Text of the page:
Monday, 24 March 2008

Weekly BioNews 17 - 24 Mar 2008

- Cloned cells treat Parkinson's in mice

By Maggie Fox, Healthand Science Editor

WASHINGTON, Mar. 23, 2008 (Reuters) — Researchers who used cloned embryonic stem cells to treat Parkinson's disease in mice said on Sunday they worked better than other cells.

The researchers were trying to prove that it is possible to make embryonic stem cells using cloning technology and use them to provide a tailor-made treatment.

But they found that a mouse's own cloned stem cells were far less disruptive to its body than cloned cells taken from other mice.

"It demonstrated what we suspected all along -- that genetically matched tissue works better," said Viviane Tabar of Memorial Sloan-Kettering Institute in New York, who worked on the study.

"When you give the other type of tissue, non-autologous tissue, you get more inflammation than we anticipated. This is in a lab animal where we expect it to be tolerant. Normally when you do this in mice, you don't give matched cells," Tabar added in a telephone interview.

The mice given non-matched brain cells did more poorly than the mice given cells from their own clones, the researchers reported in the journal Nature Medicine.

Stem cells are the master cells of the body and embryonic stem cells are the ultimate master cells, giving rise to all the other cells and tissue. Cloning researchers hope one day to be able to take a little piece of skin and grow embryonic stem cells from it for personal, tailor-made medical treatments

- Deadly Genetic Disease Prevented Before Birth In Zebrafish

ScienceDaily (Mar. 21, 2008)

By injecting a customized "genetic patch" into early stage fish embryos, researchers at Washington University School of Medicine in St. Louis were able to correct a genetic mutation so the embryos developed normally.

The research could lead to the prevention of up to one-fifth of birth defects in humans caused by genetic mutations, according to the authors.

Erik C. Madsen, first author and an M.D./Ph.D. student in the Medical Scientist Training Program at Washington University School of Medicine, made the groundbreaking discovery using a zebrafish model of Menkes disease, a rare, inherited disorder of copper metabolism caused by a mutation in the human version of the ATP7A gene. Zebrafish are vertebrates that develop similarly to humans, and their transparency allows researchers to observe embryonic development.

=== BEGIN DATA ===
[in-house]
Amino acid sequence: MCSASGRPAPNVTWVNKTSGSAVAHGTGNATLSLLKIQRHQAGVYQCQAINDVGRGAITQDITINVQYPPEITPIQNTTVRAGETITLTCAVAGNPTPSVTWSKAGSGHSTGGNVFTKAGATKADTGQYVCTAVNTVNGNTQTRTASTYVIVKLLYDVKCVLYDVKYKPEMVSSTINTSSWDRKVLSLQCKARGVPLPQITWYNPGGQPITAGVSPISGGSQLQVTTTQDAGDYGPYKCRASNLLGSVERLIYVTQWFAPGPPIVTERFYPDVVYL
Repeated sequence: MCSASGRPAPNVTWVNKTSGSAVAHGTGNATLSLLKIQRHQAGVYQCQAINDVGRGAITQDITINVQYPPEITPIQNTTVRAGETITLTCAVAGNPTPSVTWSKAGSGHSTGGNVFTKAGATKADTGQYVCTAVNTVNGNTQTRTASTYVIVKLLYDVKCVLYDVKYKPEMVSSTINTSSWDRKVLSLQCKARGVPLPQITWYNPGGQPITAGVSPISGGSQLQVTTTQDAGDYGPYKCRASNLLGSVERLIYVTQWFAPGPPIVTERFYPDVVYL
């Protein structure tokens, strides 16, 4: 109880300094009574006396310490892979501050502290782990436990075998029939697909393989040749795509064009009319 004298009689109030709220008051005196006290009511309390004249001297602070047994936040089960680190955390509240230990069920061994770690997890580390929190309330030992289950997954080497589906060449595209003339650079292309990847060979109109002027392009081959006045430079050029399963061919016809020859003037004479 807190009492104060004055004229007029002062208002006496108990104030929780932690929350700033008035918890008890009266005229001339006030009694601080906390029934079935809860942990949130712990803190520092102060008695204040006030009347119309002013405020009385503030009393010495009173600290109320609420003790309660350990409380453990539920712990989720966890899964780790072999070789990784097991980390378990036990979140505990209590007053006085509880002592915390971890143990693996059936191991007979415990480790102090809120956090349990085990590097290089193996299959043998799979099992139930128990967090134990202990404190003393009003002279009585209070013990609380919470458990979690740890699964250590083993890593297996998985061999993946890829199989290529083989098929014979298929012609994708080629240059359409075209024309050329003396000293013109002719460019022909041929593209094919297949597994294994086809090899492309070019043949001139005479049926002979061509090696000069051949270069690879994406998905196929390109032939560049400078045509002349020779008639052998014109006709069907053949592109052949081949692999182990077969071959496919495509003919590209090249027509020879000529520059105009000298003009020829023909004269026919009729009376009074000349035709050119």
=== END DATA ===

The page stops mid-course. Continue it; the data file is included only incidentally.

- Scientists successfully awaken sleeping stem cells

March 18, 2008 09:16 PM

Scientists at Schepens Eye Research Institute have discovered what chemical in the eye triggers the dormant capacity of certain non-neuronal cells to transform into progenitor cells, a stem-like cell that can generate new retinal cells. The discovery, published in the March issue of Investigative Ophthalmology and Visual Science (IOVS), offers new hope to victims of diseases that harm the retina, such as macular degeneration and retinitis pigmentosa.

“This study is very significant. It means it might be possible to turn on the eye’s own resources to regenerate damaged retinas, without the need for transplanting outside retinal tissue or stem cells,” says Dr. Dong Feng Chen, associate scientist at Schepens Eye Research Institute and Harvard Medical School, and the principal investigator of the study. “If our next steps work in animal disease models, we believe that clinical testing could happen fairly quickly.”

Scientists have long been aware of Müller cells (which exist in great abundance in the eye) and have generally assumed that they were responsible for keeping retinal tissue protected and clear of debris. In recent years, however, researchers have reported that these cells sometimes exhibit progenitor cell behavior and re-enter the cell cycle (dividing and differentiating into other type of cells). Progenitor cells are similar to stem cells but are more mature and are more limited in the number of cells types they can become.

- British government confident about embryo bill

Sun Mar 23, 2008 12:15pm EDT

LONDON (Reuters) - The British government is confident it can push through legislation allowing human-animal embryo research, as calls for a free vote on the sensitive bill grew, Health Secretary Alan Johnson told Sky News on Sunday.

A number of leading Roman Catholic clergymen, including cardinal Cormac Murphy-O'Connor, want British Prime Minister Gordon Brown to give MPs a free vote on the Human Fertilisation and Embryology Bill, as does former Trade and Industry Secretary Stephen Byers.

"I'm convinced the House of Commons will carry this bill," Johnson told Sky News.

"There will not be a cabinet split, but there will be an accommodation for those who have a particular sensitivity around this, including those whose sensitivity relates to the faith."

There are three Catholics in Brown's cabinet -- Welsh Secretary Paul Murphy, Transport Secretary Ruth Kelly and Defence Secretary Des Browne -- with one of them reportedly ready to resign over the proposed law.

"On matters like this I want to reach my own decision and not be instructed how to vote," Byers told the Observer.

No comments:

Opinions – Suggestions - Remarks